Perinatal Nursing: Foundational Concepts
Participants gain a solid foundation in the basic knowledge required in perinatal practice. The course focuses on facilitating participants' understanding of key concepts related to antepartum, intrapartum and postpartum nursing care, including the assessment and care of the newborn. Learning activities are designed to foster participants' understanding of social, ethical, and cultural influences on the childbearing family, the health care resources available to support families, and of the entry-level nursing competencies and standards of care required in perinatal practice.
Second year standing in nursing program, a letter of assessment or recommendation of the College of Registered Nurses of British Columbia (CRNBC) or permission of the Associate Dean or delegate. Evidence of having met the CRNBC English requirements is essential when English is a second language.
On completion of this course, students will be able to:
- Describe the factors and trends that influence the contemporary childbearing family, including social, ethical, and cultural issues.
- Discuss ways to assess and promote health in the childbearing family.
- Describe the nurse's role in perinatal care, including professional competencies and standards of care.
- Describe the interprofessional nature of the perinatal health care team.
- Describe the anatomy, physiology, and processes associated with a normal pregnancy and birth - fertility and conception, pregnancy and fetal development, labour and birth, and the postpartum period.
- Discuss nursing care during pregnancy, labour and birth, and the postpartum period, including common complications that may arise.
- Describe the processes of lactation and breastfeeding and identify ways to provide nursing care and support for breastfeeding and formula feeding in the postpartum period.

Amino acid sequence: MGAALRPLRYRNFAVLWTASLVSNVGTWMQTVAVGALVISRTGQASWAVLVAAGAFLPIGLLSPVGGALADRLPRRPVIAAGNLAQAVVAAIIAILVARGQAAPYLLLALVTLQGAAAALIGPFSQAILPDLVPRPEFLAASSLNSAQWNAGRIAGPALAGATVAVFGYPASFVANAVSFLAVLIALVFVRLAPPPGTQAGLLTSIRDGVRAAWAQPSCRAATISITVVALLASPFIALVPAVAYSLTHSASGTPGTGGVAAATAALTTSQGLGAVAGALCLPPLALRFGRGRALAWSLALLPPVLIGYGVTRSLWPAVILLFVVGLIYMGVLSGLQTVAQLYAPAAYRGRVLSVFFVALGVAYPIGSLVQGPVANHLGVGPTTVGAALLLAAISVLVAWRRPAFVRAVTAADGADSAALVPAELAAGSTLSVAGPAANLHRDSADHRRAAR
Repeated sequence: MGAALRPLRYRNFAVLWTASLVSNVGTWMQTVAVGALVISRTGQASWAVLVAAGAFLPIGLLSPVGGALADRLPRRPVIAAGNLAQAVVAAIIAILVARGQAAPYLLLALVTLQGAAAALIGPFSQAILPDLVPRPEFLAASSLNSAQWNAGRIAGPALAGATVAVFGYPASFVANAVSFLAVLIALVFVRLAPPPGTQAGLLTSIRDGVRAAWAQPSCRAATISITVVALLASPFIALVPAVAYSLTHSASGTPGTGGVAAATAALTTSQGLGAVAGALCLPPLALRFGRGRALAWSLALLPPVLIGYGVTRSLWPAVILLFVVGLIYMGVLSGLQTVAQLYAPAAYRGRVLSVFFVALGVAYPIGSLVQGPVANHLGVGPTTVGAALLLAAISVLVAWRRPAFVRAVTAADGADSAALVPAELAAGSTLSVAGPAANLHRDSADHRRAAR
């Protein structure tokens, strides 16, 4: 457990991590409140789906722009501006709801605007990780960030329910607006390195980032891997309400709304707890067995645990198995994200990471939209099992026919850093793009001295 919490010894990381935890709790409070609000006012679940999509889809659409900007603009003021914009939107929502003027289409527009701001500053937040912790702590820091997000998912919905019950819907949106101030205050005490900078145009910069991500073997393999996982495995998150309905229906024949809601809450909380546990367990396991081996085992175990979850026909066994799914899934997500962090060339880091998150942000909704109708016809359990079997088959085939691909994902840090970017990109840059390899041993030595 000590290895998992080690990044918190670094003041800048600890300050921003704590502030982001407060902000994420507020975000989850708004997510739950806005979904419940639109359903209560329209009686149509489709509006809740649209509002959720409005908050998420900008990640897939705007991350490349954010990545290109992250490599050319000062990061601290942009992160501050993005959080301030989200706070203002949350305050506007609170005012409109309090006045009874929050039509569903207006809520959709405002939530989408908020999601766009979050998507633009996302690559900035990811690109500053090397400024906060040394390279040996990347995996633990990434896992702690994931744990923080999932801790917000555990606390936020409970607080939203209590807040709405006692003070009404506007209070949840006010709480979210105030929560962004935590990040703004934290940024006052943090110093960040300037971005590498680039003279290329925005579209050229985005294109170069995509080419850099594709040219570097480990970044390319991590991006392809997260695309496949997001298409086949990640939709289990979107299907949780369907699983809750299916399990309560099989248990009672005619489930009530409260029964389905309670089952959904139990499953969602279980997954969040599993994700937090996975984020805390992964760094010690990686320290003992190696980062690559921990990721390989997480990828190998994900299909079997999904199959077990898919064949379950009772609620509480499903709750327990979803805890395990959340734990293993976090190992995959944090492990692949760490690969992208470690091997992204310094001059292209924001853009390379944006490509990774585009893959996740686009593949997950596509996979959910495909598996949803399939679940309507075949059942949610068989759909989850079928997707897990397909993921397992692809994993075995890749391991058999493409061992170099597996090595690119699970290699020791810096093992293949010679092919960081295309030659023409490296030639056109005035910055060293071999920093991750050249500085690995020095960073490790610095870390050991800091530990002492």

- Describe the characteristics of the normal newborn.
- Describe the assessment and care of the newborn during the postpartum period, including common complications that may occur.
- Identify community resources available to support the health and well being of the childbearing family in the early newborn period.
Introductory Module: Professional Nursing in Canada
- Topic 1: CNA Code of Ethics
- Topic 2: CRNBC Standards
- Topic 3: Client Rights and Confidentiality
Module 1: Introduction to Perinatal Nursing in Canada
- Topic 1: The Contemporary Canadian Family - Trends in Health Care
- Topic 2: The Nurse's Role in Perinatal Care
- Topic 3: The Human Reproductive System
Module 2: The Antepartum Experience
- Topic 1: Conception and Fertility
- Topic 2: Prenatal Care and Adaptation to Pregnancy
- Topic 3: Nursing Care for the Woman with Complications during Pregnancy
Module 3: The Intrapartum Experience
- Topic 1: The Process of Labour
- Topic 2: Pain Management during Labour and Birth
- Topic 3: Complications during Labour, Delivery, and Birth.
Module 4: The Newborn
- Topic 1: The Newborn's Response to Birth
- Topic 2: Nursing Assessment of the Newborn-Needs and Care
- Topic 3: Newborn Complications
Module 5: The Postpartum Experience
- Topic 1: The Woman's Experience
- Topic 2: Maternal Complications after Delivery
- Topic 3: Breastfeeding
Module 6: The Community Experience
- Topic 1: The First Home Visit
- Topic 2: Role of the Community Health Nurse - Focus on the Mother
- Topic 3: Role of the Community Health Nurse - Focus on the Newborn
- Topic 4: The Family at Home-Complications
Maximum Completion30 weeks.
Required Text and Materials
Students who do not have a maternity textbook are required to source and purchase their own for this course. Students may consult their Open Learning Faculty Member for a suitable title after registration.
Open Learning Faculty Member Information
An Open Learning Faculty Member is available to assist students. Primary communication is through the Learning Environment's "Mail" tool or by phone. Students will receive the necessary contact information at start of course.
In order to successfully complete this course, students must obtain at least 50% on the final mandatory examination and 50% overall.
Students enrolled in the Return to Registered Nurse Practice (RRNP) program must achieve a minimum mark of 60% in this course overall. In addition, students in the School of Nursing may take this course as an elective, and also it is intended as a qualifying course for some internationally-educated nurses. In these latter two cases, students must also achieve a minimum mark of 60% in this course overall.